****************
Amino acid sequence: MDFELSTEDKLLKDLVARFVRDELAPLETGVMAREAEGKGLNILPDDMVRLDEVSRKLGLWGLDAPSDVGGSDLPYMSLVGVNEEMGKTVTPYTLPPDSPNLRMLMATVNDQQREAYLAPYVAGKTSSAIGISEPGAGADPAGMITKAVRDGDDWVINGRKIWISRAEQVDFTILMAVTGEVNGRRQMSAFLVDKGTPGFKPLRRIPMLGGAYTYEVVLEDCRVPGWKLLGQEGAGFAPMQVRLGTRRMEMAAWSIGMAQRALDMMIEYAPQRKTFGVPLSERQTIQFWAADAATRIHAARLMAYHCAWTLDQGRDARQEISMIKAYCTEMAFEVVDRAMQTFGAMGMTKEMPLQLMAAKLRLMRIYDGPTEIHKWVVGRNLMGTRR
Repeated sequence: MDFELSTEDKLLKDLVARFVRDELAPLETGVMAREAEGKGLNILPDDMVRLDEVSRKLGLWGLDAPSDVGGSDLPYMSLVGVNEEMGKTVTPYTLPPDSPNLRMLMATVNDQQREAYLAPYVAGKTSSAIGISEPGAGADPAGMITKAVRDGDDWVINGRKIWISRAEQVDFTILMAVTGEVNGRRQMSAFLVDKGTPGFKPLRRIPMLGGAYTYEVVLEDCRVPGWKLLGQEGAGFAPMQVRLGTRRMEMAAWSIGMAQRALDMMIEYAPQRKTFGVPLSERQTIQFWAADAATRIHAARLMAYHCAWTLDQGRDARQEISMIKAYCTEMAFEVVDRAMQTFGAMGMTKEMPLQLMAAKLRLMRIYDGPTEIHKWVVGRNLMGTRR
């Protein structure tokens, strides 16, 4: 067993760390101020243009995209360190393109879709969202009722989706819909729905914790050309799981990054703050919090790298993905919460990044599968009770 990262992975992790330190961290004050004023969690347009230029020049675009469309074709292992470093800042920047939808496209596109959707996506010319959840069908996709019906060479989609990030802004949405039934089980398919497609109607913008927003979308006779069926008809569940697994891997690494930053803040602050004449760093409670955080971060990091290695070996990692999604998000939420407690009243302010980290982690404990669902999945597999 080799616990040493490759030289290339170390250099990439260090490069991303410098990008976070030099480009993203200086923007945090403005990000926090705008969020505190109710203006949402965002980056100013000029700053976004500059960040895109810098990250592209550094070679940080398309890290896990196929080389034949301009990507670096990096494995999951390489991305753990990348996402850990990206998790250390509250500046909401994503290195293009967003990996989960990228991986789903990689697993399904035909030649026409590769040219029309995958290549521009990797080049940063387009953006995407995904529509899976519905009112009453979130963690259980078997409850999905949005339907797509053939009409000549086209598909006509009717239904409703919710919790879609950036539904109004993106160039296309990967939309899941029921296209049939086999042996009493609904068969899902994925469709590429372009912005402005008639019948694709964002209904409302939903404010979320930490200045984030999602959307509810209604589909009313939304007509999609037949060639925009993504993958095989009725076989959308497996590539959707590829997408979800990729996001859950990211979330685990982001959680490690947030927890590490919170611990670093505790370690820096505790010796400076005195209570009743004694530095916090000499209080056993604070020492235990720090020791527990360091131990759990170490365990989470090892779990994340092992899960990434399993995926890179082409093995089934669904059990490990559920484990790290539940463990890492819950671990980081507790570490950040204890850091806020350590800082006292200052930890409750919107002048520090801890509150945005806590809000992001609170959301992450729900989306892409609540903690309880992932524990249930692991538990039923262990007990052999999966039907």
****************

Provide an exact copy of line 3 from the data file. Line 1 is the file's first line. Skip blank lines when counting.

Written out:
């Protein structure tokens, strides 16, 4: 067993760390101020243009995209360190393109879709969202009722989706819909729905914790050309799981990054703050919090790298993905919460990044599968009770 990262992975992790330190961290004050004023969690347009230029020049675009469309074709292992470093800042920047939808496209596109959707996506010319959840069908996709019906060479989609990030802004949405039934089980398919497609109607913008927003979308006779069926008809569940697994891997690494930053803040602050004449760093409670955080971060990091290695070996990692999604998000939420407690009243302010980290982690404990669902999945597999 080799616990040493490759030289290339170390250099990439260090490069991303410098990008976070030099480009993203200086923007945090403005990000926090705008969020505190109710203006949402965002980056100013000029700053976004500059960040895109810098990250592209550094070679940080398309890290896990196929080389034949301009990507670096990096494995999951390489991305753990990348996402850990990206998790250390509250500046909401994503290195293009967003990996989960990228991986789903990689697993399904035909030649026409590769040219029309995958290549521009990797080049940063387009953006995407995904529509899976519905009112009453979130963690259980078997409850999905949005339907797509053939009409000549086209598909006509009717239904409703919710919790879609950036539904109004993106160039296309990967939309899941029921296209049939086999042996009493609904068969899902994925469709590429372009912005402005008639019948694709964002209904409302939903404010979320930490200045984030999602959307509810209604589909009313939304007509999609037949060639925009993504993958095989009725076989959308497996590539959707590829997408979800990729996001859950990211979330685990982001959680490690947030927890590490919170611990670093505790370690820096505790010796400076005195209570009743004694530095916090000499209080056993604070020492235990720090020791527990360091131990759990170490365990989470090892779990994340092992899960990434399993995926890179082409093995089934669904059990490990559920484990790290539940463990890492819950671990980081507790570490950040204890850091806020350590800082006292200052930890409750919107002048520090801890509150945005806590809000992001609170959301992450729900989306892409609540903690309880992932524990249930692991538990039923262990007990052999999966039907």